Reds go another way.  Grapes are crushed and destemmed and must and skins arrive together to the cellar, where are put in tanks (not filled up), according to the variety and the plot they come from. Alcoholic fermentation begins and the wine’s yeasts start to transform sugar into alcohol.  During this time, there is a lot of work involved with keeping down the top of the emerging skins, which are pushed up by the process, and have to stay always wet and submerged.  Must is taken from a bottom tap and, with the help of the pump, is made to fall back from the highest place above until the skins are entirely covered again.

This must take place at least once a day for each tank.   Alternatively, you can decant all the must in an empty tank, leaving the skins to drip, and then pour it back from the top.  This is called a delestage.
The aim of all this chores is to extract all the best components from the skins and keep lies active and well oxygenated.

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It is a wonderful time; the must is slowly fermenting, almost simmering, the tanks have warm bellies and throughout the cellar floats a deliciously tepid smell.
The morning, getting in, it is advisable to let all the carbon dioxide dissipate (it is a by product of fermentation and truly dangerous), without excessively cooling the cellar and disturbing the musts in this delicate moment.

When a young wine shows a fine colour, an adequate amount of tannins and coherent analytical data, it is drawn away and the skins are put into the press: it is racking time.

Press had 6 cycles; we never go further than the second one and stop very early in the process. Our damp skins, which by law must be brought to the nearest distillery, are easily recognizable.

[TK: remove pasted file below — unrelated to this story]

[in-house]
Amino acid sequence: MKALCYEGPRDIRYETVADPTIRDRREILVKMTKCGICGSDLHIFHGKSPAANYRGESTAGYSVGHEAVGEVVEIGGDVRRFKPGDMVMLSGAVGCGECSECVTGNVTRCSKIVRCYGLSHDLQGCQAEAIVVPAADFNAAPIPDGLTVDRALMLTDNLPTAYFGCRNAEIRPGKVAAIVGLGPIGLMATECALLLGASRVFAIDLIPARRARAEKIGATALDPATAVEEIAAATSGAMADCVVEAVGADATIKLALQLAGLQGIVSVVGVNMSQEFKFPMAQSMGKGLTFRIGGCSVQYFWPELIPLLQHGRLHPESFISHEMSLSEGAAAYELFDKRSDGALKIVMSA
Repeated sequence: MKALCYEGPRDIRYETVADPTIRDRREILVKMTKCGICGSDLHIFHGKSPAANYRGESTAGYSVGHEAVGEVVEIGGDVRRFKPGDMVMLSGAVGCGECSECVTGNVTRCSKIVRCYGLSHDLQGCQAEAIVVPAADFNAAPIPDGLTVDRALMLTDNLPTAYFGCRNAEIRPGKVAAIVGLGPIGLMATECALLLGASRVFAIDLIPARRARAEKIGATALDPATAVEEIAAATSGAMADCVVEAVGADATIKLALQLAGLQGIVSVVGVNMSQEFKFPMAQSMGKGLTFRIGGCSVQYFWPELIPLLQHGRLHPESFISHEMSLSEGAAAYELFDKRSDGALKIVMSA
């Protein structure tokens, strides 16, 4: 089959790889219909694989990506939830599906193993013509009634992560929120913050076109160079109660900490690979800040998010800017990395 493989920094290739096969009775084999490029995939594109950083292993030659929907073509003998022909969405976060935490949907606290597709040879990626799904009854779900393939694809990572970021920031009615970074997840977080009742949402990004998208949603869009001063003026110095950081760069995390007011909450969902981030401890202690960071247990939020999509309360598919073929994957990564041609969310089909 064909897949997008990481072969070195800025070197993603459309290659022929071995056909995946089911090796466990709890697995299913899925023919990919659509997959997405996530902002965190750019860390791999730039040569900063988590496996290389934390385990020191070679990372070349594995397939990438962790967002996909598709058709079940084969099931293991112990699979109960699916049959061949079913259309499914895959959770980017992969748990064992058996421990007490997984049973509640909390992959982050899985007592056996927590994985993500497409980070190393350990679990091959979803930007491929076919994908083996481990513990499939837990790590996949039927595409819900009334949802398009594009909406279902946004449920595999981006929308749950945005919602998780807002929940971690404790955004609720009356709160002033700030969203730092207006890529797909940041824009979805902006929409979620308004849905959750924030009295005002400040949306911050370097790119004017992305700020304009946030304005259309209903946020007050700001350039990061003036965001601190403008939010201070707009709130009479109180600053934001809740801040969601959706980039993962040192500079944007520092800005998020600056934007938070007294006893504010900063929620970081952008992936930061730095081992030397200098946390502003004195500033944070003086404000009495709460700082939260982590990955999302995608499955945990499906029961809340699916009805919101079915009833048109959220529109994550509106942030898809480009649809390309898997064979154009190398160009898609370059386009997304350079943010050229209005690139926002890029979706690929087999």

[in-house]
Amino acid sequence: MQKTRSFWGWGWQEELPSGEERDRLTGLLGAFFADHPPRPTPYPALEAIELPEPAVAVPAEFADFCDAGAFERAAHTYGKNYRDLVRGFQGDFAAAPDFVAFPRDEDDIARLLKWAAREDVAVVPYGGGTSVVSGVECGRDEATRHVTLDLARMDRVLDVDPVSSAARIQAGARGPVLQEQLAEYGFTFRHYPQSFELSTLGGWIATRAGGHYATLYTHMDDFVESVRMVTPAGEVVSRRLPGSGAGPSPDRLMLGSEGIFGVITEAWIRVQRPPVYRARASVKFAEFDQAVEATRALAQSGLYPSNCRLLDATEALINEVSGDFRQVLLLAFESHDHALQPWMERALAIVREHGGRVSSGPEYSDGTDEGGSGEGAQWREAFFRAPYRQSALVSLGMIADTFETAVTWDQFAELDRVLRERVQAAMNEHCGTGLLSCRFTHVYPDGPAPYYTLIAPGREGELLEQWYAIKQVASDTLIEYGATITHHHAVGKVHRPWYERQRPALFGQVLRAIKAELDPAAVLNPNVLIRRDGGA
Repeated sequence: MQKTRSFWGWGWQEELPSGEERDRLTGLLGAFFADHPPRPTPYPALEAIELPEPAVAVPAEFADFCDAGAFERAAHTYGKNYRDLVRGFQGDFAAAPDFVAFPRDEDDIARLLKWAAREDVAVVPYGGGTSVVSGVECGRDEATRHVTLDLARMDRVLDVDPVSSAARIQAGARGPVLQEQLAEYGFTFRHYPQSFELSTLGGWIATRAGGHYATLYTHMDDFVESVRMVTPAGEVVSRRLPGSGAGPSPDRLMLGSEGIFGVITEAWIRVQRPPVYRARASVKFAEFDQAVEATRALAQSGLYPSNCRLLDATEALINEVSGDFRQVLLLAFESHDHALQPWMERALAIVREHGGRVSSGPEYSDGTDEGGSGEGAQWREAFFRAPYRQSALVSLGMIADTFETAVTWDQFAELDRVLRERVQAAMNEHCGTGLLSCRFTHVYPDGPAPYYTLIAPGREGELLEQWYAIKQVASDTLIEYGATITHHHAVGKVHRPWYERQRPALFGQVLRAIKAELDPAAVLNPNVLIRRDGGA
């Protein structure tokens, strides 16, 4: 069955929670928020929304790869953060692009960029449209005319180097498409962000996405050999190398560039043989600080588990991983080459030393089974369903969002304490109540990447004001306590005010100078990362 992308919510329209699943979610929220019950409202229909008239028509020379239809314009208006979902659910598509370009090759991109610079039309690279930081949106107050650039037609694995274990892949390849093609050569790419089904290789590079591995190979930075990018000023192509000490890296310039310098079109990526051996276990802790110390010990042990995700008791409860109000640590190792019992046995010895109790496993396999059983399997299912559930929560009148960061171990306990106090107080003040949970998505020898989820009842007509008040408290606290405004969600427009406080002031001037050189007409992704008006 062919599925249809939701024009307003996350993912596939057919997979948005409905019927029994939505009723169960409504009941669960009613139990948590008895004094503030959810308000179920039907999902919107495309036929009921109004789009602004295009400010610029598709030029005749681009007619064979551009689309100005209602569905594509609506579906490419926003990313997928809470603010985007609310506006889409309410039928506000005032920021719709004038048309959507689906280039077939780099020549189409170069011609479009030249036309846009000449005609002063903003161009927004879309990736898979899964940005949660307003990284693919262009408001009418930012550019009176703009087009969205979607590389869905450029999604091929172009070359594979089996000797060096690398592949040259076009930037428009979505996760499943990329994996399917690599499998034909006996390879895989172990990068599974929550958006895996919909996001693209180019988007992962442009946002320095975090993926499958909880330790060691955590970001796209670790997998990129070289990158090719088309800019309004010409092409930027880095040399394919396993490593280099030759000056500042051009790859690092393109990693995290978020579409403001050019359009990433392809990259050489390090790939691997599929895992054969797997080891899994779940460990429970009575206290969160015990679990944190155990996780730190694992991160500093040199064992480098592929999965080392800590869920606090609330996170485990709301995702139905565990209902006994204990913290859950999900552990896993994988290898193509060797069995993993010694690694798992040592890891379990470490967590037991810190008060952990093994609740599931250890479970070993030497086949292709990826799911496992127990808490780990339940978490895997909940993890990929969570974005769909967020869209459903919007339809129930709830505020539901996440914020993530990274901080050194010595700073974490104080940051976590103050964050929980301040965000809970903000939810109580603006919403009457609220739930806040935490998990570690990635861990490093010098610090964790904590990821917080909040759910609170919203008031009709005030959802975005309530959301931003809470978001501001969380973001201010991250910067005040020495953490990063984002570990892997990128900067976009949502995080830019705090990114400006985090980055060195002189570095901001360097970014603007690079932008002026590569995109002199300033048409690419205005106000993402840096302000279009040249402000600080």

Racking brings to an end the first part of work after vintage, the more active and chaotic.

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The would be wines (finally clean), after blending based on type, affinity and complementary features, are put in tanks filled to the brim, to complete the first part of their development, which will be finished after malolactic fermentation.
This transforms the malic acid in lactic, which rounds and adds body to the wine, decreasing acidity.

Better leave the wines alone, to work well on their lees, until the fermentation is completed.  
At this stage too the wines are followed analytically,  to confirm or correct the impressions of tastings; one has to be very careful about possible faults or lack of balance.  They are decanted one last time before wintertime, during which the cellar will tend to grow cold and they will further evolve.

Red wines meant to be aged are moved to the barrels or barriques in the cellar downstairs.   It remains at a constant temperature all year long, and there they will stay during all their life before bottling, always undergoing periodical checks and decanting.

Barrels and barriques have a different behaviour with wine.
The firsts are bigger (ours are 25 hl) and allow the wine a moderate contact with wood, letting it breath, while a slow process of oxidation and development takes place.  Wine can remain in barrel a long time, especially if it has a good structure.